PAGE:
A team at the Max Planck Institute for Astronomy has found the largest recorded black hole, one that swallows an unprecedented amount of its home galaxy, potentially requiring a rethink in our understanding of galactic formation.
The huge hole has been spotted in the heart of the disk system NGC 1277, a smallish galaxy about 10 per cent of the size of the Milky Way and situated around 220 million light-years from Earth, in the constellation Perseus.
Almost all galaxies have black holes at their centers, but they typically only take up around 0.1 per cent of the total galactic mass. The newly-discovered black hole takes up 14 per cent, making it 17 billion times the mass of our sun. By comparison, the black hole at the Milky Way's heart is around four million solar masses.
What's more, the discovery doesn’t seem to be a freak of nature. The team surveying black holes has found five other galaxies with similar characteristics, Dr. Karl Gebhardt, professor of astrophysics at the University of Texas at Austin, told The Register. Eight months ago, the team discovered a black hole that could be as large as 30 billion solar masses (though that's unconfirmed).
One might expect to find larger black holes in older galaxies, but this does not appear to be the case. The NGC 1277 galaxy looks to be around eight billion years old – youngish on the cosmic scale – so the event that produced such a large black hole must have been formed by factors outside of our current experience.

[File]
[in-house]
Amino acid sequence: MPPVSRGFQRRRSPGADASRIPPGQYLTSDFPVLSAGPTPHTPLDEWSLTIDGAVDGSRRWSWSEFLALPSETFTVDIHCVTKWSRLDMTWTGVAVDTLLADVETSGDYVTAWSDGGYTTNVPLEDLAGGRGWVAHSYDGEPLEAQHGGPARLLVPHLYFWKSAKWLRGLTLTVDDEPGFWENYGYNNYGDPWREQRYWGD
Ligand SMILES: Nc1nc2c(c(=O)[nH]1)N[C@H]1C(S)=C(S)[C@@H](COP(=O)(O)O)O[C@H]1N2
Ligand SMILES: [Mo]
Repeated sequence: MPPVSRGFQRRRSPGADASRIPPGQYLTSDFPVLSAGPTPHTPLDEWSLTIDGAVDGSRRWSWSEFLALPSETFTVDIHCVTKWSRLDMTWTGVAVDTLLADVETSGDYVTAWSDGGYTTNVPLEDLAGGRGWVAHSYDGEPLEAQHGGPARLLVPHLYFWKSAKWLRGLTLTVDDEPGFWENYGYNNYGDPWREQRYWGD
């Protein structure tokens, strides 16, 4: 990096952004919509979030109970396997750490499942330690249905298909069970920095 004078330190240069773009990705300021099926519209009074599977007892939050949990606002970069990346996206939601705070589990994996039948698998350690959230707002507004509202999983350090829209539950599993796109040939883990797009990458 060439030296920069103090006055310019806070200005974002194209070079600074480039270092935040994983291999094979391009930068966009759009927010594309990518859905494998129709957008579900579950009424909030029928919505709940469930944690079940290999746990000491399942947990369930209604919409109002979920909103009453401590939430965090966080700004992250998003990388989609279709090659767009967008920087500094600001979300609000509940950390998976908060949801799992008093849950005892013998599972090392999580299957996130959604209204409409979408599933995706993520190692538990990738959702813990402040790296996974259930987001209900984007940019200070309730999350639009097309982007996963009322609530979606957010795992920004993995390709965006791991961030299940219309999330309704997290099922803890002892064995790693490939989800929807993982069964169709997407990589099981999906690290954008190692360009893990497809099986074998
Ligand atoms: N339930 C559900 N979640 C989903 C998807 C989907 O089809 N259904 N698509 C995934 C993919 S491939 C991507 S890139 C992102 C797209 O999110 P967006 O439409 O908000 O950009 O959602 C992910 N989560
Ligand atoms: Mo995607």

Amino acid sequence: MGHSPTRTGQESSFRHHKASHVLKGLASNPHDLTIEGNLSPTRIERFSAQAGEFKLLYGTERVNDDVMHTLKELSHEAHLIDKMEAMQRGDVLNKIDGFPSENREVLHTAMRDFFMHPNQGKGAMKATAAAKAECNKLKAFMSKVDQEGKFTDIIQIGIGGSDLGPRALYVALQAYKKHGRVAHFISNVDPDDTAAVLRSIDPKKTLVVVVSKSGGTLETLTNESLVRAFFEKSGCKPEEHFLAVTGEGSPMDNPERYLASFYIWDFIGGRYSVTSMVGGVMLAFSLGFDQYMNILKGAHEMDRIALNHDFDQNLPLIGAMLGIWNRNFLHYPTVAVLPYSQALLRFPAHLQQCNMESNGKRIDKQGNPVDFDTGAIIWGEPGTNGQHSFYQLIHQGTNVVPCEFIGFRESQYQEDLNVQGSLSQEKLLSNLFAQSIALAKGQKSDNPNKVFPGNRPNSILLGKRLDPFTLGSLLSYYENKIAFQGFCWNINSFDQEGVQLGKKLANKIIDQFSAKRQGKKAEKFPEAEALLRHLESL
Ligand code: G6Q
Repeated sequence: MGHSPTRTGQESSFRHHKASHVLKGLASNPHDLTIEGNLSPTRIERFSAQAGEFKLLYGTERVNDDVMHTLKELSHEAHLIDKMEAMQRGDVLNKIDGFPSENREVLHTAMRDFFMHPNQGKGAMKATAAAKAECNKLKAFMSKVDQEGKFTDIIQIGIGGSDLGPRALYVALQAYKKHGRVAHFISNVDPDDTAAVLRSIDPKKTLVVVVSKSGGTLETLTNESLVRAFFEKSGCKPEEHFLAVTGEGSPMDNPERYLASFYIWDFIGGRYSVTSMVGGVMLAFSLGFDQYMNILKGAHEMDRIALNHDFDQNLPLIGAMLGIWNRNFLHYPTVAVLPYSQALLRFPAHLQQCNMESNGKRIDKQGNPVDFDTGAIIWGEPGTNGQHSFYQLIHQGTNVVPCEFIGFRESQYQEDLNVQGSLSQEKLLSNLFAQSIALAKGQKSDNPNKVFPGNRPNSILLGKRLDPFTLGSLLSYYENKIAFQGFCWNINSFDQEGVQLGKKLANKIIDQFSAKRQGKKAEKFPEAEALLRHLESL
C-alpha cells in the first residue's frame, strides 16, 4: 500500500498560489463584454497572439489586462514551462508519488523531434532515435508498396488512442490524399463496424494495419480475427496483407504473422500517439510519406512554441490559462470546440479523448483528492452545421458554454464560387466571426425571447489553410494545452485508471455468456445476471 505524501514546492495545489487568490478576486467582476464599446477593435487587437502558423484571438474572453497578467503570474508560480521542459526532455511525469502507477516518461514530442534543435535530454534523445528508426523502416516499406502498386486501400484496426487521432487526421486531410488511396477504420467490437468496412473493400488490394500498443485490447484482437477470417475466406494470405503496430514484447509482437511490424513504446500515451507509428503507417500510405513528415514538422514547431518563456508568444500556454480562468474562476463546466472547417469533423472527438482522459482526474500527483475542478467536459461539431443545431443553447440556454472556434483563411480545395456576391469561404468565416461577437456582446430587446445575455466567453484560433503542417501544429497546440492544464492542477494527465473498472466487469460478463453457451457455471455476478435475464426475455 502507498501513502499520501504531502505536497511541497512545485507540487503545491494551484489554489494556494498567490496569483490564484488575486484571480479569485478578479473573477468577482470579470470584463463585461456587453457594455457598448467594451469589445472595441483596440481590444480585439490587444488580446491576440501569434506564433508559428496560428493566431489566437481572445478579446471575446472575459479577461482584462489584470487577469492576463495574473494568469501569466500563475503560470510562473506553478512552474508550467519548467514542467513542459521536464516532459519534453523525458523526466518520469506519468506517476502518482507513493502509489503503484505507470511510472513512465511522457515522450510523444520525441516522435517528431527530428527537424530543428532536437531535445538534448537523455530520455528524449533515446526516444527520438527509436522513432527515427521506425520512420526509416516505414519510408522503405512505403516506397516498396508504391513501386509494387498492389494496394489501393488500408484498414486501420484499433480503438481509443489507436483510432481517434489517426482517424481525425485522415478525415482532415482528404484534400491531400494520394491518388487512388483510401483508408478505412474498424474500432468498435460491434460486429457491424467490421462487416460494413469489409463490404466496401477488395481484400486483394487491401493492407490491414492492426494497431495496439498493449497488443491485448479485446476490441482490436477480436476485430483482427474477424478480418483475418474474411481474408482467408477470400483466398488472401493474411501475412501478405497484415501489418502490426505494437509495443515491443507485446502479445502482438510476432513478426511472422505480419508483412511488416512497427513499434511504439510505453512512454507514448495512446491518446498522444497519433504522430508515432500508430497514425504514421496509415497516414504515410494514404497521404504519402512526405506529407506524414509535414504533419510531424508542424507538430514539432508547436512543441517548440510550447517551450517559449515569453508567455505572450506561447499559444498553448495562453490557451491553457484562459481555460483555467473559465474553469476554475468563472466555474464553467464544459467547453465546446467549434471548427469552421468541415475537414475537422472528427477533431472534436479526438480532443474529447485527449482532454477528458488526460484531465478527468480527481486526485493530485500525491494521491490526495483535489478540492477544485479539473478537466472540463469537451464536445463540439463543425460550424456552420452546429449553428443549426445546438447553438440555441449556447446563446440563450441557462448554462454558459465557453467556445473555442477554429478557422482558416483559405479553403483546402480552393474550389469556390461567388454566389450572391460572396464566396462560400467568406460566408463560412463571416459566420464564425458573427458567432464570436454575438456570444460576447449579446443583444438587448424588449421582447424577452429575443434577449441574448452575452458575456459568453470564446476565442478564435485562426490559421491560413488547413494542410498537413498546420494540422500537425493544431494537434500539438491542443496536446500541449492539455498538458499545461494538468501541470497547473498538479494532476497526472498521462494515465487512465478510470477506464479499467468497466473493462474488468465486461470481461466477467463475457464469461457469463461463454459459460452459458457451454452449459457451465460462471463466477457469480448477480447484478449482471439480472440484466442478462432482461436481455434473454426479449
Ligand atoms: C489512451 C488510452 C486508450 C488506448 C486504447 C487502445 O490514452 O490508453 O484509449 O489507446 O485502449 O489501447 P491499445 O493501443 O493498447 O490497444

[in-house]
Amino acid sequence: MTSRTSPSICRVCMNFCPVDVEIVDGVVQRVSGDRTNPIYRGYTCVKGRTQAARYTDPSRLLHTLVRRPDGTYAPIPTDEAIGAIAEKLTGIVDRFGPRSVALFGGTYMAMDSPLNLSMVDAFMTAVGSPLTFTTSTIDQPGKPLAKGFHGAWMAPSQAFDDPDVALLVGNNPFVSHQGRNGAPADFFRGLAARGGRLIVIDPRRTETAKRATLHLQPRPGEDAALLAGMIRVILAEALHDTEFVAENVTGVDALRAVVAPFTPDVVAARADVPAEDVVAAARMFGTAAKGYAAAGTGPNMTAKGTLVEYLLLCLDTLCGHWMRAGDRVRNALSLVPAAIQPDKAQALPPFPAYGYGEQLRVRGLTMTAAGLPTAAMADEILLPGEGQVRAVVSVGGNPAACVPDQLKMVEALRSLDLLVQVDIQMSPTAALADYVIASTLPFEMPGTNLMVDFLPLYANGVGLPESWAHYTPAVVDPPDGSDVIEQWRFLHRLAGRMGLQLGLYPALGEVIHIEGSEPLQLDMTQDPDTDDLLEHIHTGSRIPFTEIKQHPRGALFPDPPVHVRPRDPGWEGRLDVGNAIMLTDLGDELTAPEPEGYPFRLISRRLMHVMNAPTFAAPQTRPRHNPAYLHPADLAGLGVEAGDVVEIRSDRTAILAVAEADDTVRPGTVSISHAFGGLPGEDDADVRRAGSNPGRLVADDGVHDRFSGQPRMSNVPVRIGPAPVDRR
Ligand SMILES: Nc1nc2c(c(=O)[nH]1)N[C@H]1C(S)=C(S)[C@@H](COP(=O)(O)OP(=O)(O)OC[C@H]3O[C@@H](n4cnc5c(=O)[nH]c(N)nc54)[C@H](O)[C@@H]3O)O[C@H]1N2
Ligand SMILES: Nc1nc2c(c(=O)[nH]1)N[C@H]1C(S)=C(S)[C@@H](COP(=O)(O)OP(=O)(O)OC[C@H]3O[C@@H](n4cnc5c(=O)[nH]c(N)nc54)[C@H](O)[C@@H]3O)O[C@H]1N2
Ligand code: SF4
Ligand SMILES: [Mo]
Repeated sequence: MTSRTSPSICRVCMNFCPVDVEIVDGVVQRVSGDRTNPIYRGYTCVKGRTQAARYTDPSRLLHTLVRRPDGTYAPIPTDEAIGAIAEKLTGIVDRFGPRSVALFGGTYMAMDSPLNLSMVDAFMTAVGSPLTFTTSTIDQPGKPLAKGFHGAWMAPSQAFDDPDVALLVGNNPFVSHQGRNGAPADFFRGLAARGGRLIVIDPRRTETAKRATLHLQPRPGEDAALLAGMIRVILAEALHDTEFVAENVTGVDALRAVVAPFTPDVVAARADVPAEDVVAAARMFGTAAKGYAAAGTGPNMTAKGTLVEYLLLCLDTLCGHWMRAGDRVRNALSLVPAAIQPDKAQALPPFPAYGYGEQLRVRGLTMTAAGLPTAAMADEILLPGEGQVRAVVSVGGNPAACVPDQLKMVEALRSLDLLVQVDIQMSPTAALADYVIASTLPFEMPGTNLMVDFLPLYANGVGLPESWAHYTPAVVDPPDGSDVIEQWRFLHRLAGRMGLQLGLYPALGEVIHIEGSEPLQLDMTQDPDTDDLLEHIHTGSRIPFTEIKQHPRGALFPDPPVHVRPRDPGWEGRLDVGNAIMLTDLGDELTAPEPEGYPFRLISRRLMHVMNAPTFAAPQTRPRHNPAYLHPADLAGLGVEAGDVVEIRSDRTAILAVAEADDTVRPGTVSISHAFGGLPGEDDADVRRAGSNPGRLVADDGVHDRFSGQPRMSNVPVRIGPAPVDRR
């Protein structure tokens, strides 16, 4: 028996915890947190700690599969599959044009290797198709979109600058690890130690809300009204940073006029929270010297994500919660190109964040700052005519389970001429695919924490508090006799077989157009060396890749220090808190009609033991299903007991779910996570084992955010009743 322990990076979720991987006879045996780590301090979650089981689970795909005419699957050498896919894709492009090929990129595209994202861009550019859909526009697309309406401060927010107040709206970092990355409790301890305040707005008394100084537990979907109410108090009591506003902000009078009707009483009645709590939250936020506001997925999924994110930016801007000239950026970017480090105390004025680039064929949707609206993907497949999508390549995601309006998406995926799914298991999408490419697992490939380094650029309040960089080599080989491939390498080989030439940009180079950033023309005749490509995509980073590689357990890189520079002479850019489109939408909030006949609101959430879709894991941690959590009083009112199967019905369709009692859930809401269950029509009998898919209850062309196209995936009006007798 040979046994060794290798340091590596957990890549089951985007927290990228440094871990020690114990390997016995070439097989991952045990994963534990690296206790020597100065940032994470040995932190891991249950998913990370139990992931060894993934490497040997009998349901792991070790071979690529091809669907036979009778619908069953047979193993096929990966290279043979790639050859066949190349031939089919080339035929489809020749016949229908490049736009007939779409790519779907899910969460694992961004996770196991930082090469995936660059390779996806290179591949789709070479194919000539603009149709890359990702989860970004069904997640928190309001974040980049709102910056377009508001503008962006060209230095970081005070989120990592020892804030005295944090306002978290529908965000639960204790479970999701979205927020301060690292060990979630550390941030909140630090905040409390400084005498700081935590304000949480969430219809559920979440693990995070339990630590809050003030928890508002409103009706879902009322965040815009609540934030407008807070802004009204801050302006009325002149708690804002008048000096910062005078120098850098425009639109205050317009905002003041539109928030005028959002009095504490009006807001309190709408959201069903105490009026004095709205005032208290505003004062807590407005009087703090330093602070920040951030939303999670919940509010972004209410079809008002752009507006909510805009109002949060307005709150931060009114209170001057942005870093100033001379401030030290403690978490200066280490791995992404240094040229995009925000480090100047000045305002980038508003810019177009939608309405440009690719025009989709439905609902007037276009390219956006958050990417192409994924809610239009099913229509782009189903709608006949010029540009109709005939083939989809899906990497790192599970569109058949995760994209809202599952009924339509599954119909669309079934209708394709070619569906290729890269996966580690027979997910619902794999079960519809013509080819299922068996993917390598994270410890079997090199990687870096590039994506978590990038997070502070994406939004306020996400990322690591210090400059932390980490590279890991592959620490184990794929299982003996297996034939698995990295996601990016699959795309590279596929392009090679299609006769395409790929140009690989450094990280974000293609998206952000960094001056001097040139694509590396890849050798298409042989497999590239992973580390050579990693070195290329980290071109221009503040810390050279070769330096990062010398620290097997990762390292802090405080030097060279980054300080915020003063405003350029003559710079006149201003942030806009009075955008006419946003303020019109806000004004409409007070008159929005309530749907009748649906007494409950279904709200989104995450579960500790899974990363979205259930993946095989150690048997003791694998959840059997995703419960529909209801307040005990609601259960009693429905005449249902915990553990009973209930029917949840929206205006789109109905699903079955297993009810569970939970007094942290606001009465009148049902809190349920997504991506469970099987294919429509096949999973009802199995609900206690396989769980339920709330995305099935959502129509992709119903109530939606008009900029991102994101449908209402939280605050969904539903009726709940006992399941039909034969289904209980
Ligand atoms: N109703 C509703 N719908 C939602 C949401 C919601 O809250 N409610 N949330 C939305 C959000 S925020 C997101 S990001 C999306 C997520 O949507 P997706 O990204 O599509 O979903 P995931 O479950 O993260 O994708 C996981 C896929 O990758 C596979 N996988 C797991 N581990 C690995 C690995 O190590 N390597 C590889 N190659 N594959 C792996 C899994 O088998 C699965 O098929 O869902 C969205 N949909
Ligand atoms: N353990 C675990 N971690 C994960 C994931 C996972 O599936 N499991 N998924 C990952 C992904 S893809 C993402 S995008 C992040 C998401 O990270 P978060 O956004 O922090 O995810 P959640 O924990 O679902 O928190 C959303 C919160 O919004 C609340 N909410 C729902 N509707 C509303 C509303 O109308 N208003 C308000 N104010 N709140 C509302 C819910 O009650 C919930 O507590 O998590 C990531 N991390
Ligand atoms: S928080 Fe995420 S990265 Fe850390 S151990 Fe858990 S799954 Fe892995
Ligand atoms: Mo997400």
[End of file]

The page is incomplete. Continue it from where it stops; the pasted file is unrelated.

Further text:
"I would have said that it is unlikely that age has an effect, but we might be looking at a chicken and egg problem here. It is just not clear how to make a system with such a large black hole to galaxy ratio (a factor of 100 larger than typical ratios)," he explained.
These discoveries could require some retooling of current astronomical theories, he said. The large size of the black hole doesn't fit with known models as they stand, and a deeper search could find many more examples of this kind of galaxy. The team will publish their results in the journal Nature this month.
"At the moment there are three completely different mechanisms that all claim to explain the link between black hole mass and host galaxies' properties. We do not understand yet which of these theories is best," Nature lead author Remco van den Bosch said in a statement. ®
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